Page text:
A numerical investigation of mesoscale predictability
Beattie, Jodi C.
Nuss, Wendell A.
Brown, David S.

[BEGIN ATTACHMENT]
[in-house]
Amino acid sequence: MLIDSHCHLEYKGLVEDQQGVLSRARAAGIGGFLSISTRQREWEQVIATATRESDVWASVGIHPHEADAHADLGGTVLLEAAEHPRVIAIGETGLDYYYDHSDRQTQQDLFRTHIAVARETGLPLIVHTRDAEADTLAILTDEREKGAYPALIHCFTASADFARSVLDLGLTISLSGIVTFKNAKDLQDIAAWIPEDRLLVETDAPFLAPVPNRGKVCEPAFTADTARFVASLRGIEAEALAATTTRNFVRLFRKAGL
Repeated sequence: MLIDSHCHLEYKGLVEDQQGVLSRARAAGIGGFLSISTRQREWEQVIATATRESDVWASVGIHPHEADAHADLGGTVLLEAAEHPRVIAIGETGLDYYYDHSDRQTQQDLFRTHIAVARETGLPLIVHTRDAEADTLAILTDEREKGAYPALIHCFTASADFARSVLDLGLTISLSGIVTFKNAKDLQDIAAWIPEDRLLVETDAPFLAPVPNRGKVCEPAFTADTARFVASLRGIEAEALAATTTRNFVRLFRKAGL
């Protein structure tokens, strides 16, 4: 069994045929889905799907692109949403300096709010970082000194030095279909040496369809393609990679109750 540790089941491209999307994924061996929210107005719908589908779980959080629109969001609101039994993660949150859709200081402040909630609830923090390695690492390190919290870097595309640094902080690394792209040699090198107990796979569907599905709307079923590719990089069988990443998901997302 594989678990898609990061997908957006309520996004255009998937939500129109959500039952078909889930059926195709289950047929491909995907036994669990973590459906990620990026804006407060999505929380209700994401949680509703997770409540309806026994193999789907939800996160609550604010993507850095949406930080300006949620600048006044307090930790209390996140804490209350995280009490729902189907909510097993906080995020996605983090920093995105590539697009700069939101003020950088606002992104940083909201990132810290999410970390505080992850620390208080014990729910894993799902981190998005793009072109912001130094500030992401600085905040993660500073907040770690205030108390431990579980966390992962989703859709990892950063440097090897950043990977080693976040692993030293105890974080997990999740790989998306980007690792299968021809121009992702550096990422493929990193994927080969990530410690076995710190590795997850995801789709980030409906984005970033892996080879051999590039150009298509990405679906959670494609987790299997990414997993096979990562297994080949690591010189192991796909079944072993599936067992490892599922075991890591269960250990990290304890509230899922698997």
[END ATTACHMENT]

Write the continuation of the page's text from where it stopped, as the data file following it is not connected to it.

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As mesoscale models increase in resolution there is a greater need to understand predictability on smaller scales. The predictability of a model is related to forecast skill. It is possible that the uncertainty of one scale of motion can affect the other scales due to the nonlinearity of the atmosphere. Some suggest that topography is one factor that can lead to an increase of forecast skill and therefore predictability. This study examines the uncertainty of a mesoscale model and attempts to characterize the predictability of the wind field. The data collected is from the summer, when the synoptic forcing is relatively benign. Mesoscale Model 5 (MM5) lagged forecasts are used to create a three-member ensemble over a 12-hour forecast cycle. The differences in these forecasts are used to determine the spread of the wind field. Results show that some mesoscale features have high uncertainty and others have low uncertainty, shedding light on the potential predictability of these features with a mesoscale model. Results indicate that topography is a large source of uncertainty. This is seen in all data sets, contrary to other studies. The ability of the model to properly forecast the diurnal cycle also impacted substantially on the character and evolution of forecast spread. The persistent mesoscale features were represented reasonably well, however the detailed structure of these features had a fair amount of uncertainty.
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